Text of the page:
Create a mind map – set and achieve goals

Create a mind map - set and achieve goals

Have you ever felt that your goals are rich in potential, but then the productive results don’t live up to their promise??

Sometimes you just need to put the worlds behind your forehead on paper to really look at them. This is exactly the strategy behind Mind Mapping Is stuck, a goal-setting technique that translates, captures, develops, and shares your plans, notes, interests, and aspirations into a visual thinking tool. In addition, mind mapping encourages the free flow of ideas, making it the ideal format for brainstorming and for creative problem-solving sessions.

Mind map is a diagram that visually organizes information by branching ideas out from a central theme to highlight connections between the whole concept and its parts. Mind maps are graphic representations of information that convey the connection between individual ideas and concepts. No matter how complex a topic is, a mind map brings order to the chaos and helps you see the "big picture". It’s a creative hub-and-spoke method, goal brainstorming the different areas of your life; with whole perspective in mind – and it works.

Turning away from linear thinking

Jenny Blake, former Google career development manager and author of PIVOT: The Only Move That Matters is Your Next One, Is an advocate of the mind mapping method. She believes this is the best way to get to the root of what matters most to you, freeing your thought process from the typical limitations and constraints of linear thinking.

Life rarely follows a linear path, so it stands to reason that goal setting doesn’t either. When it comes to milestones like professional growth, factors like advancements in technology, automation and distributed work have paved the way for a typical "career". This reality led Jenny Blake to write a book about the pivot strategy professionals can use to stay agile and achieve their goals.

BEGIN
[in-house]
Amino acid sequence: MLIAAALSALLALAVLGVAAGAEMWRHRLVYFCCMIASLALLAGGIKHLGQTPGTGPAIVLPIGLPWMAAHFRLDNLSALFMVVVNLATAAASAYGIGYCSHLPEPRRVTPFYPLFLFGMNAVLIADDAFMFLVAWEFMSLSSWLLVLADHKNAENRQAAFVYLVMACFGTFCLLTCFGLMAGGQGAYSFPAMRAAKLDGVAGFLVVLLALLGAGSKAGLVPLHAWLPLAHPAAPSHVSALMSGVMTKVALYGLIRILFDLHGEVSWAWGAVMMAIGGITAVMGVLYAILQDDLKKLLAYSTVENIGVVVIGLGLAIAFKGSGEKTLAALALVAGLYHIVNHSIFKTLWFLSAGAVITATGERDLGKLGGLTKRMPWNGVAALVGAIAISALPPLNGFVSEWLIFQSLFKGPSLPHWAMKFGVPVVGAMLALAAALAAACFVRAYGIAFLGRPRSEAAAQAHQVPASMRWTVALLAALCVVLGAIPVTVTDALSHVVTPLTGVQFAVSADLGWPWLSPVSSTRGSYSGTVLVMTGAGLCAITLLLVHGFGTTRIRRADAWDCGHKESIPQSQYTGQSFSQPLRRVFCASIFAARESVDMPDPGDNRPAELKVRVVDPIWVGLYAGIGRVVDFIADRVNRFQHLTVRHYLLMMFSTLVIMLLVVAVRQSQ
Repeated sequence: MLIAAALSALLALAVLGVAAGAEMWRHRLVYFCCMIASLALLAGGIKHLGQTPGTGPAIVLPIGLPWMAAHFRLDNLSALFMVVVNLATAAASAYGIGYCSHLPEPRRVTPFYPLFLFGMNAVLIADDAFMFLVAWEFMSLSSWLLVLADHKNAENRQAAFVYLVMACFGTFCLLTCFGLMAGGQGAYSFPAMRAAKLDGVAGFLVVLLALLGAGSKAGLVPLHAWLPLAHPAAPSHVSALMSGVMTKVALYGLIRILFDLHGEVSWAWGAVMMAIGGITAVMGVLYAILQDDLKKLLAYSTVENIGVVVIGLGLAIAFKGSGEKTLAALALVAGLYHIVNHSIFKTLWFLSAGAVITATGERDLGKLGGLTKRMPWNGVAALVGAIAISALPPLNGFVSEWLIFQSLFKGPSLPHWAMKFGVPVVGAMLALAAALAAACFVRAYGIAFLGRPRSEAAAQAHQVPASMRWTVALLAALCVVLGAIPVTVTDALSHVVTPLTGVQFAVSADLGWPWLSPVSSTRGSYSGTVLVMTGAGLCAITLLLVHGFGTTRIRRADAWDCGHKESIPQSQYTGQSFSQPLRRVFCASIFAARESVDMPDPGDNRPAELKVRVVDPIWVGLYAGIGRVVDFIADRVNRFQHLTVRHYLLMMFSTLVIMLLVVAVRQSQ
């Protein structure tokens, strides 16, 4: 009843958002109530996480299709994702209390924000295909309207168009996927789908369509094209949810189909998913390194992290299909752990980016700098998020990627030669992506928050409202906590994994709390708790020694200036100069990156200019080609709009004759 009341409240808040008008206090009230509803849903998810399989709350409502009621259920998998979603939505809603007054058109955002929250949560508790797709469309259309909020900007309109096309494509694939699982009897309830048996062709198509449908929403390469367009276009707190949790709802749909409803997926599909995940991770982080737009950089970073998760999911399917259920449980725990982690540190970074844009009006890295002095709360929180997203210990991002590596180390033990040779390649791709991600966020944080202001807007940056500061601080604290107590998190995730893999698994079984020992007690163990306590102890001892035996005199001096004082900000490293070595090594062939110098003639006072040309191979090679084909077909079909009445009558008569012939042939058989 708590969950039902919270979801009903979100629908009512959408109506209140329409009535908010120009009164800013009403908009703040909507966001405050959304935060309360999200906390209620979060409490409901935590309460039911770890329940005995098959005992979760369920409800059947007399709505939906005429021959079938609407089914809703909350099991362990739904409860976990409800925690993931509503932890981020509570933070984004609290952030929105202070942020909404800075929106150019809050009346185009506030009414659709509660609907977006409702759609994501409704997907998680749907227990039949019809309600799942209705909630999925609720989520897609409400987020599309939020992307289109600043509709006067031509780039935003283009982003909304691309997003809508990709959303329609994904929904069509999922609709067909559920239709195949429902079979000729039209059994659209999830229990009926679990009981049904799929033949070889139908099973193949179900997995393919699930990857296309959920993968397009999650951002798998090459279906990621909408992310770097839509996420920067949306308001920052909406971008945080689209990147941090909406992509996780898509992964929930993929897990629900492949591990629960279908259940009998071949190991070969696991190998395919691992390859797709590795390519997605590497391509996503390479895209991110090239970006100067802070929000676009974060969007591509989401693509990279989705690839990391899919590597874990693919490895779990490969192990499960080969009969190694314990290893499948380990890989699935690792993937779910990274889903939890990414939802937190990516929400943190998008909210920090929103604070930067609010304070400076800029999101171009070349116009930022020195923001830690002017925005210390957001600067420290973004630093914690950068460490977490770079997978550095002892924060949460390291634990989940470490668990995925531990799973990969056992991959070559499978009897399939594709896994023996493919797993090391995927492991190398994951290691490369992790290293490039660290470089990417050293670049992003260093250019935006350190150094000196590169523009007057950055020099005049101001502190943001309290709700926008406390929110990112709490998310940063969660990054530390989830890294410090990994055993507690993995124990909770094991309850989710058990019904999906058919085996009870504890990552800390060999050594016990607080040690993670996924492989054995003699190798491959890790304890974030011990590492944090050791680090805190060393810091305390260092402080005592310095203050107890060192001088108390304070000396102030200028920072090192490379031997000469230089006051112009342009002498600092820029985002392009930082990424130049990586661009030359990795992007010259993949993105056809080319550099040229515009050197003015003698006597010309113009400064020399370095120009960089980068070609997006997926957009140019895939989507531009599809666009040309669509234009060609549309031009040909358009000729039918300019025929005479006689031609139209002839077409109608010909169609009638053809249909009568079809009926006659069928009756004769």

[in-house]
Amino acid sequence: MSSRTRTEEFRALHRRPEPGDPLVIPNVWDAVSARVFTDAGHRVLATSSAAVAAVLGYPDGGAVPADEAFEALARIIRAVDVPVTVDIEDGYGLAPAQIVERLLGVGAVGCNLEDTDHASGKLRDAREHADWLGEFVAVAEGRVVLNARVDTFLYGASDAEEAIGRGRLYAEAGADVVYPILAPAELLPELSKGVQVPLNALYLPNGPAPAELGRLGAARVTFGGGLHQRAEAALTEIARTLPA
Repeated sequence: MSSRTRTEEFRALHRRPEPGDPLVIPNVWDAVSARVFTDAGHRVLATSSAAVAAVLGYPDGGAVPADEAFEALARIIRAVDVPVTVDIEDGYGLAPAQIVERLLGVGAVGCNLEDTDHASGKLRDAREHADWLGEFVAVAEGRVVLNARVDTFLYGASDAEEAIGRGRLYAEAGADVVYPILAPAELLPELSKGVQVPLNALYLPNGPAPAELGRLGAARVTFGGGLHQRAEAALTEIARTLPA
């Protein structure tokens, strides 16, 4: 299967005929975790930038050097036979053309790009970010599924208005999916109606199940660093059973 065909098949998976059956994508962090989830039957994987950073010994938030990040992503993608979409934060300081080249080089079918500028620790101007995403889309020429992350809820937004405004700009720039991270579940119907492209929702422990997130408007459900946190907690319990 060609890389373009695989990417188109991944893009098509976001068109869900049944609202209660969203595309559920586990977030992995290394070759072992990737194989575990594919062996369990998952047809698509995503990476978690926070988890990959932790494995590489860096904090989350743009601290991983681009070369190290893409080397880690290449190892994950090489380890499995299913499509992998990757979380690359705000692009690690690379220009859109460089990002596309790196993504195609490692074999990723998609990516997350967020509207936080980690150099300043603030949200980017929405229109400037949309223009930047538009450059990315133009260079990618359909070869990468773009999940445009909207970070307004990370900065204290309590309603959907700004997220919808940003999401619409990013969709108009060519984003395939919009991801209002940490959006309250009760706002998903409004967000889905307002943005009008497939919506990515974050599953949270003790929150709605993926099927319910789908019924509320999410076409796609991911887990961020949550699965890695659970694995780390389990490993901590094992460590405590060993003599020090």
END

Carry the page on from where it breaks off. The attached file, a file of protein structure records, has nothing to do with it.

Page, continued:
Using the mind map method can help you get an overview of all your life goals, make connections and draw conclusions that go beyond the boundaries of traditional goal setting. We sat down with Jenny Blake to get her top tips for creating your own mind map:

Mind mapping

Trello: Why it’s important to pause so we can articulate our goals? Why do you think many avoid or neglect personal planning?

Jenny Blake: We need a new word for goals. For many people, goals are associated with "must/should" associated with goals, similar to the New Year’s resolutions we set and quickly forget. This is why I love creating mind maps to create a more comprehensive vision. Mind maps can be used to write down anything and everything that comes to mind in different areas of your life.

Jenny Blake author and mind map expert

"We need a new word for goals. For many people, goals are associated with "must/should" similar to the New Year’s resolutions we make and quickly forget."

What areas are most exciting and impactful for you: work, health, knowledge, education, relationships, fun or creative projects? If goals and milestones are helpful, by all means write them down – but for me, the real goal is to work on something with lasting resonance. Working on something that excites me so much that I enthusiastically enjoy spending time on it every day.

Mind maps give me enough free space for brainstorming. Every few months, I check in to see what I can do next.

Trello: What are the key steps to follow when creating a mind map??

Jenny Blake: Write a topic in the middle of your page, z.B. "2019" or "value setting" or even a creative project, anything about which you want to brainstorm visually and non-linearly. From there, draw spokes (radii) to the categories of each element.

When setting intentions for the coming year, write them down for an important area of life. If it is z.B. is a creative project or a book, write down thematic outlines and topics you want to analyze in more detail.

Freewrite from these main resolutions, letting the stream of consciousness flow to paper without reflecting or evaluating it, or searching for appropriate wording. Write about anything that comes to mind: sentences, sentence fragments, and individual words – it can be specific ideas or goals for each of your chosen topics, or reasons and keywords why those ideas resonate with you.